“By now, we should all be bored to death with despairing Democrats’ decrying the non-appeal of their “brand.” If they remembered that we were citizens, not consumers, they might bother to develop some ideas and propose to lead us somewhere, anywhere. Perhaps the anti-Trump resistance could tackle the challenge of building a positive vision. “Resist and rebuild” might be the mantra.
The original Independence Day was one of construction. By July 4, work on the Articles of Confederation and state constitutions was already well advanced. Maybe the thing to do is have a competition. Hear ye, hear ye, all Americans, what do you think Democrats should be trying to achieve? Submit your ideas!
I, for one, would love to see somebody stand up on some platform somewhere and say something like the following:
We are better than this, America. Better than this division, disdain and despair. We will chase away the clouds and let the sun shine through. The sun of honor and truth. The sun of freedom, fairness and equality.
We will connect, empower and emancipate Americans.
How? By transforming transportation, housing, criminal justice and health care.
We will get our fiscal house in order — achieving a new social contract across generations to rebalance Social Security and Medicare. With our own resources — and without Saudi infrastructure investments being arranged at the same moment that sales of arms to the kingdom are being hammered out — we’ll rebuild our transportation infrastructure. We’ll reconnect rural America to mobility and break the grip of deadening traffic on the lives of urban and suburban residents. By banishing remoteness, we’ll restore opportunity. With less time in cars, we’ll have more time for neighbors; parents will have more time for kids.
We will tackle the true housing crisis: the high cost of rent and the limited availability of affordable housing in places where there is economic opportunity. While real estate developers get rich on the tax treatment of commercial real estate losses, ordinary Americans keep taking hits. We will address underwater mortgages that continue to trap people in undesirable situations and make moving a threat to one’s retirement. An America on the move is an America empowered, firing up engines of opportunity now stalled out.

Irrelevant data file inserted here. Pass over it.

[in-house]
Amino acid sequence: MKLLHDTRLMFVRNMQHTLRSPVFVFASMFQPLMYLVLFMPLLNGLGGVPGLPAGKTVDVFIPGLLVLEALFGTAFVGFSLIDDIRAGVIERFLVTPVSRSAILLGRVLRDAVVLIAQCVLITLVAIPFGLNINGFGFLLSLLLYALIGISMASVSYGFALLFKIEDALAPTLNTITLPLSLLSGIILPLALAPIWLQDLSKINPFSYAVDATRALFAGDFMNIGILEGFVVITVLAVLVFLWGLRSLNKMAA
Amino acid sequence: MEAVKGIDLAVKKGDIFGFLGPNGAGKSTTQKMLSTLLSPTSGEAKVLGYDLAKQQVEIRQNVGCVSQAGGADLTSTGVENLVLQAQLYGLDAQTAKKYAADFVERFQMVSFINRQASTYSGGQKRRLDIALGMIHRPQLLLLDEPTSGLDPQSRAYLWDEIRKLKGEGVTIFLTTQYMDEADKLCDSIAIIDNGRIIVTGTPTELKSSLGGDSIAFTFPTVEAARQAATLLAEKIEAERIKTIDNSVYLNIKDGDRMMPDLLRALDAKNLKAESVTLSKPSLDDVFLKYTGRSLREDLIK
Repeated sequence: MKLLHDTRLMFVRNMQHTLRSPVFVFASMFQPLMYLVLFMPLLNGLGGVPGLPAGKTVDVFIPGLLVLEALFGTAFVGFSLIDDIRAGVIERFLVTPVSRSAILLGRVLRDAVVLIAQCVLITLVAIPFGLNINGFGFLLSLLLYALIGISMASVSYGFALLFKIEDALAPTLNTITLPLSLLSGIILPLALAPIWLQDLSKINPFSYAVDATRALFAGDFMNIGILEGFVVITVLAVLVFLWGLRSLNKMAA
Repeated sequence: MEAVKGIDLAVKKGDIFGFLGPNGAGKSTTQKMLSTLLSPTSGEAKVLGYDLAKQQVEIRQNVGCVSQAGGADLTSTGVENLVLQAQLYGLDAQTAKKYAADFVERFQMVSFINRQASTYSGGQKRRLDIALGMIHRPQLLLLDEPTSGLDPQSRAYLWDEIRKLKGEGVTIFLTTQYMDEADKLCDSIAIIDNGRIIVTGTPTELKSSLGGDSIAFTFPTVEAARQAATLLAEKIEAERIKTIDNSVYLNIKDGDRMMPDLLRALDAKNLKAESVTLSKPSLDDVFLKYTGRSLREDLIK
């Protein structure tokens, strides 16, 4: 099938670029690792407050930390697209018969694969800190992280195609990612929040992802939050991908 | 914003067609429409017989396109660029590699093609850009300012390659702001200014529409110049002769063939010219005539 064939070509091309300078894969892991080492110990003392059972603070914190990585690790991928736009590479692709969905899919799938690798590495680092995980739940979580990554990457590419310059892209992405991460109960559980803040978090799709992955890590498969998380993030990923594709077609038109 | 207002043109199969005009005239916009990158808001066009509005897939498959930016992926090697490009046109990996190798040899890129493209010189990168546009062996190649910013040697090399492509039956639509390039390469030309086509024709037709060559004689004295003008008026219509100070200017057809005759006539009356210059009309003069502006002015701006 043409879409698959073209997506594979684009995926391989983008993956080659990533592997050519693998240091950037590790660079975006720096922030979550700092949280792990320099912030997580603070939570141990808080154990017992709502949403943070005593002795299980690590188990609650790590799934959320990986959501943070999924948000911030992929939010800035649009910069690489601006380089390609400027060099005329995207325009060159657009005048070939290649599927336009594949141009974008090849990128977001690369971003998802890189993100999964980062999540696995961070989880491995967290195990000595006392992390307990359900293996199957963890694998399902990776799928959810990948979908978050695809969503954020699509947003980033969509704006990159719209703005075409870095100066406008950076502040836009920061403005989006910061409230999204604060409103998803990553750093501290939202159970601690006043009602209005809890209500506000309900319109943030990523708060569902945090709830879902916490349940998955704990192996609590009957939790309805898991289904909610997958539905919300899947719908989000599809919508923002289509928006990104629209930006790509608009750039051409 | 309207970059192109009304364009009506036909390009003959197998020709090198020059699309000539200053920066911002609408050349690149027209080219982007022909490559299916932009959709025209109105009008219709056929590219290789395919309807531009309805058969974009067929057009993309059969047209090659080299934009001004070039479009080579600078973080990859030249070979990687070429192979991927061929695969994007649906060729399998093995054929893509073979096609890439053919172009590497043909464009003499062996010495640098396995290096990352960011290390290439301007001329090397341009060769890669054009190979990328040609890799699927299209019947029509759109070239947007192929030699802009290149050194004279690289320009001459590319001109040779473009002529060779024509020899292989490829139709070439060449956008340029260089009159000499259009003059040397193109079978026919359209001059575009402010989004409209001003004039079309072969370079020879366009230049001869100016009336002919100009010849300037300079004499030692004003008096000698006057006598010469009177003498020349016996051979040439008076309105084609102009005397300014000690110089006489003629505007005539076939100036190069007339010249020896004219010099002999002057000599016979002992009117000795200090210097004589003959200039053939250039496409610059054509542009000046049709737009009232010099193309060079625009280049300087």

We will end the war on drugs, build universal health care and reinvest in education. Criminal justice isn’t the tool for the problem of addiction. Health care is. We can and should fight high-level traffickers, but we should emancipate those who suffer from addiction, by calling on the blessings of medicine. We can and should rally the international community against international trafficking, but we must emancipate young people entrapped as low-level employees in international cartels’ predatory distribution systems. They need pathways out — through education and jobs. And we must emancipate communities of color from mass incarceration’s devastation. We must liberalize our drug laws at last.
The time has also come for universal health care. Where Medicaid has expanded, states are better able to fight opioid addiction. When children go to school healthy, they learn better. As Thomas Paine, author of “Common Sense,” argued, everyone needs a starting kit for life. Congress has proved that our health-care system is a mess — too complicated, too byzantine — for any group of 535 honorable women and men to sort out. Let’s make it simple. Forty percent of the nation’s children are already on Medicaid. We can offer Medicaid to all.
With Medicaid for all, we can secure what most of us now recognize as a basic right: routine access to modern medicine. This should be, for all Americans, like access to our highway system. Sure, some will use toll roads for a superior journey. But the road to good health should be open to all. Empowered with a strong foundation of health and education, all Americans will at last have a shot at the American dream.
America is woven of many strands: religious and secular; black, brown and white; male, female; gay, trans and straight; rural and urban. We would recognize it and let it so remain. We will connect, empower and emancipate all Americans, new and old, the sons and daughters of ancestors who have been here for generations, the sons and daughters of those just arrived.
We ask in return that you begin to speak to each other again with civility and decency, whether online or off, and in the expectation of securing goodwill from one another. We didn’t get to be the richest, freest country in the world on a fuel of mutual disdain. What we have we’ve built with the mutual respect that makes working together possible. We ask that all Americans aspire to prove themselves trustworthy to one another, to stand beside each other, and to hope to guide one another generously, in a spirit of equality, upholding justice for all, with the grace of Lady Liberty.
We will also ask Americans to welcome a set number of new immigrants every year and another set number cycling through on work permits. We will bring order to our immigration system. But remember this: Families coming from distant lands seek us out because we are the country of good hope. This is our pride and joy. To see that hope reflected in the faces of newcomers is an honor indeed. By asking for entrance, new immigrants tell us that we have done well. We have built something of value to all humankind.
Connect. Empower. Emancipate. This is what we will do for the American people. This is what we ask you, the American people, to do for yourselves. Connect. Empower. Emancipate.
We will banish the dark. We will again lift the lamp of human dignity.”
I wonder how many times the word “dark” has been used to describe various aspects of the Trump Administration?